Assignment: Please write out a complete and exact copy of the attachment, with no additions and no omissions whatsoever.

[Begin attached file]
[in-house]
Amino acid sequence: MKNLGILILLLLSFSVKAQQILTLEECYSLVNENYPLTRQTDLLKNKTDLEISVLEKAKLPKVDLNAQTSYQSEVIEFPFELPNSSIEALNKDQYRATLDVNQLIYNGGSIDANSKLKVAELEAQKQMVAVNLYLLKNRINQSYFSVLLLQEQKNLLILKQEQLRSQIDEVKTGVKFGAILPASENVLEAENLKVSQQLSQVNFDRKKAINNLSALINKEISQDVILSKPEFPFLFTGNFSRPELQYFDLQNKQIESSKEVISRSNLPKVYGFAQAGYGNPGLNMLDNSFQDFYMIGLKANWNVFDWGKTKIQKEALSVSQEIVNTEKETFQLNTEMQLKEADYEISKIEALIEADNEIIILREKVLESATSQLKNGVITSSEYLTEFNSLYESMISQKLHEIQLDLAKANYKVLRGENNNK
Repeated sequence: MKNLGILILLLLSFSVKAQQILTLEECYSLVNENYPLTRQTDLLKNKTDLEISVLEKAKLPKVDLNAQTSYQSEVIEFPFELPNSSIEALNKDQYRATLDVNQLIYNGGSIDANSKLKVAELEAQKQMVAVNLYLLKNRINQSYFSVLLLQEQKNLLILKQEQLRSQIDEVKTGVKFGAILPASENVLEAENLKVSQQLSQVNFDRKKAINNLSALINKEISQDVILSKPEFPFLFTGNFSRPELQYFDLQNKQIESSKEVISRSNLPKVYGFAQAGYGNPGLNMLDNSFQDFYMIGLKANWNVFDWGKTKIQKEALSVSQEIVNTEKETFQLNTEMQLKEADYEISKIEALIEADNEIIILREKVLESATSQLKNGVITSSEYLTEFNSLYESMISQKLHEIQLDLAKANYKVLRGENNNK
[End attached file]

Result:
[in-house]
Amino acid sequence: MKNLGILILLLLSFSVKAQQILTLEECYSLVNENYPLTRQTDLLKNKTDLEISVLEKAKLPKVDLNAQTSYQSEVIEFPFELPNSSIEALNKDQYRATLDVNQLIYNGGSIDANSKLKVAELEAQKQMVAVNLYLLKNRINQSYFSVLLLQEQKNLLILKQEQLRSQIDEVKTGVKFGAILPASENVLEAENLKVSQQLSQVNFDRKKAINNLSALINKEISQDVILSKPEFPFLFTGNFSRPELQYFDLQNKQIESSKEVISRSNLPKVYGFAQAGYGNPGLNMLDNSFQDFYMIGLKANWNVFDWGKTKIQKEALSVSQEIVNTEKETFQLNTEMQLKEADYEISKIEALIEADNEIIILREKVLESATSQLKNGVITSSEYLTEFNSLYESMISQKLHEIQLDLAKANYKVLRGENNNK
Repeated sequence: MKNLGILILLLLSFSVKAQQILTLEECYSLVNENYPLTRQTDLLKNKTDLEISVLEKAKLPKVDLNAQTSYQSEVIEFPFELPNSSIEALNKDQYRATLDVNQLIYNGGSIDANSKLKVAELEAQKQMVAVNLYLLKNRINQSYFSVLLLQEQKNLLILKQEQLRSQIDEVKTGVKFGAILPASENVLEAENLKVSQQLSQVNFDRKKAINNLSALINKEISQDVILSKPEFPFLFTGNFSRPELQYFDLQNKQIESSKEVISRSNLPKVYGFAQAGYGNPGLNMLDNSFQDFYMIGLKANWNVFDWGKTKIQKEALSVSQEIVNTEKETFQLNTEMQLKEADYEISKIEALIEADNEIIILREKVLESATSQLKNGVITSSEYLTEFNSLYESMISQKLHEIQLDLAKANYKVLRGENNNK